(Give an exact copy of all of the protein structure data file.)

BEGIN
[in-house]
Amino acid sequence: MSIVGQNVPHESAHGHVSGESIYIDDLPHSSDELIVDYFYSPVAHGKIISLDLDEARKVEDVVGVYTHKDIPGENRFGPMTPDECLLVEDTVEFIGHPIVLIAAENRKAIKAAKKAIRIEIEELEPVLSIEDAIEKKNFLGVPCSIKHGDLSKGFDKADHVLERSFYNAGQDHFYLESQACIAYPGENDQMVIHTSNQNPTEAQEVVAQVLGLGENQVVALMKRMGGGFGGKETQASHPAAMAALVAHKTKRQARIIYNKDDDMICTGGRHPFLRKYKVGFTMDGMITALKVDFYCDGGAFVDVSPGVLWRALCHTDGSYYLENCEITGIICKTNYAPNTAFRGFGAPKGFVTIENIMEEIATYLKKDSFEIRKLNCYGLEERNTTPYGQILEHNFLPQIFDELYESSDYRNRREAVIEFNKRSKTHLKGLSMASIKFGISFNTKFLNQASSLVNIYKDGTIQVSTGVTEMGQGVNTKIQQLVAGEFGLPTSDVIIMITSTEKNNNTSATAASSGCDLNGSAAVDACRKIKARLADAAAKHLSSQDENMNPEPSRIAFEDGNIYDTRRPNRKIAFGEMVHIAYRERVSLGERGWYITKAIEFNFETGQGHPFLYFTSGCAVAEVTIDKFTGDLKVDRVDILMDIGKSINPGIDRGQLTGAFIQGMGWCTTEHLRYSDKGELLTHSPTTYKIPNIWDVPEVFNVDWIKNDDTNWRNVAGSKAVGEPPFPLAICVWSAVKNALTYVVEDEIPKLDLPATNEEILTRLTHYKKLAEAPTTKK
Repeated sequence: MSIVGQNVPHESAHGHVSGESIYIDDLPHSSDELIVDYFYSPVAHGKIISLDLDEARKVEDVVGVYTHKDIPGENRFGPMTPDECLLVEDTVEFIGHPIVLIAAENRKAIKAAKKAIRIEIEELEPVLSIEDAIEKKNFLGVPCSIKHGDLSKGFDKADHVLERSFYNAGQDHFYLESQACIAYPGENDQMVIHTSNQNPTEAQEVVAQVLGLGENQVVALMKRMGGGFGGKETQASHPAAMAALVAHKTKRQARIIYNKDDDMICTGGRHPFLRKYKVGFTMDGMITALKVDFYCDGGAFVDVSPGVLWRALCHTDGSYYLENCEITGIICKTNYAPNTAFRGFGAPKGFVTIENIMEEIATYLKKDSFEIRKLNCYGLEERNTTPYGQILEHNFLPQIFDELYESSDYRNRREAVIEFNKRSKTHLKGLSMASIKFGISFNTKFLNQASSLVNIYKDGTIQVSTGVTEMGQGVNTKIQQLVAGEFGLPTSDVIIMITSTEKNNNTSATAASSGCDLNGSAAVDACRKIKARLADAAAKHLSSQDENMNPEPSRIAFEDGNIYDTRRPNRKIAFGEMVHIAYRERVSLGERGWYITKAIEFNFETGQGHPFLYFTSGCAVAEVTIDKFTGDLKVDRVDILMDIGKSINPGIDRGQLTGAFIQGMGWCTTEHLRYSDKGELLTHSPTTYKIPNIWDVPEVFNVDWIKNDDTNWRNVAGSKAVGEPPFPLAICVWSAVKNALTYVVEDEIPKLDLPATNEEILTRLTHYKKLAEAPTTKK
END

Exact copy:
[in-house]
Amino acid sequence: MSIVGQNVPHESAHGHVSGESIYIDDLPHSSDELIVDYFYSPVAHGKIISLDLDEARKVEDVVGVYTHKDIPGENRFGPMTPDECLLVEDTVEFIGHPIVLIAAENRKAIKAAKKAIRIEIEELEPVLSIEDAIEKKNFLGVPCSIKHGDLSKGFDKADHVLERSFYNAGQDHFYLESQACIAYPGENDQMVIHTSNQNPTEAQEVVAQVLGLGENQVVALMKRMGGGFGGKETQASHPAAMAALVAHKTKRQARIIYNKDDDMICTGGRHPFLRKYKVGFTMDGMITALKVDFYCDGGAFVDVSPGVLWRALCHTDGSYYLENCEITGIICKTNYAPNTAFRGFGAPKGFVTIENIMEEIATYLKKDSFEIRKLNCYGLEERNTTPYGQILEHNFLPQIFDELYESSDYRNRREAVIEFNKRSKTHLKGLSMASIKFGISFNTKFLNQASSLVNIYKDGTIQVSTGVTEMGQGVNTKIQQLVAGEFGLPTSDVIIMITSTEKNNNTSATAASSGCDLNGSAAVDACRKIKARLADAAAKHLSSQDENMNPEPSRIAFEDGNIYDTRRPNRKIAFGEMVHIAYRERVSLGERGWYITKAIEFNFETGQGHPFLYFTSGCAVAEVTIDKFTGDLKVDRVDILMDIGKSINPGIDRGQLTGAFIQGMGWCTTEHLRYSDKGELLTHSPTTYKIPNIWDVPEVFNVDWIKNDDTNWRNVAGSKAVGEPPFPLAICVWSAVKNALTYVVEDEIPKLDLPATNEEILTRLTHYKKLAEAPTTKK
Repeated sequence: MSIVGQNVPHESAHGHVSGESIYIDDLPHSSDELIVDYFYSPVAHGKIISLDLDEARKVEDVVGVYTHKDIPGENRFGPMTPDECLLVEDTVEFIGHPIVLIAAENRKAIKAAKKAIRIEIEELEPVLSIEDAIEKKNFLGVPCSIKHGDLSKGFDKADHVLERSFYNAGQDHFYLESQACIAYPGENDQMVIHTSNQNPTEAQEVVAQVLGLGENQVVALMKRMGGGFGGKETQASHPAAMAALVAHKTKRQARIIYNKDDDMICTGGRHPFLRKYKVGFTMDGMITALKVDFYCDGGAFVDVSPGVLWRALCHTDGSYYLENCEITGIICKTNYAPNTAFRGFGAPKGFVTIENIMEEIATYLKKDSFEIRKLNCYGLEERNTTPYGQILEHNFLPQIFDELYESSDYRNRREAVIEFNKRSKTHLKGLSMASIKFGISFNTKFLNQASSLVNIYKDGTIQVSTGVTEMGQGVNTKIQQLVAGEFGLPTSDVIIMITSTEKNNNTSATAASSGCDLNGSAAVDACRKIKARLADAAAKHLSSQDENMNPEPSRIAFEDGNIYDTRRPNRKIAFGEMVHIAYRERVSLGERGWYITKAIEFNFETGQGHPFLYFTSGCAVAEVTIDKFTGDLKVDRVDILMDIGKSINPGIDRGQLTGAFIQGMGWCTTEHLRYSDKGELLTHSPTTYKIPNIWDVPEVFNVDWIKNDDTNWRNVAGSKAVGEPPFPLAICVWSAVKNALTYVVEDEIPKLDLPATNEEILTRLTHYKKLAEAPTTKK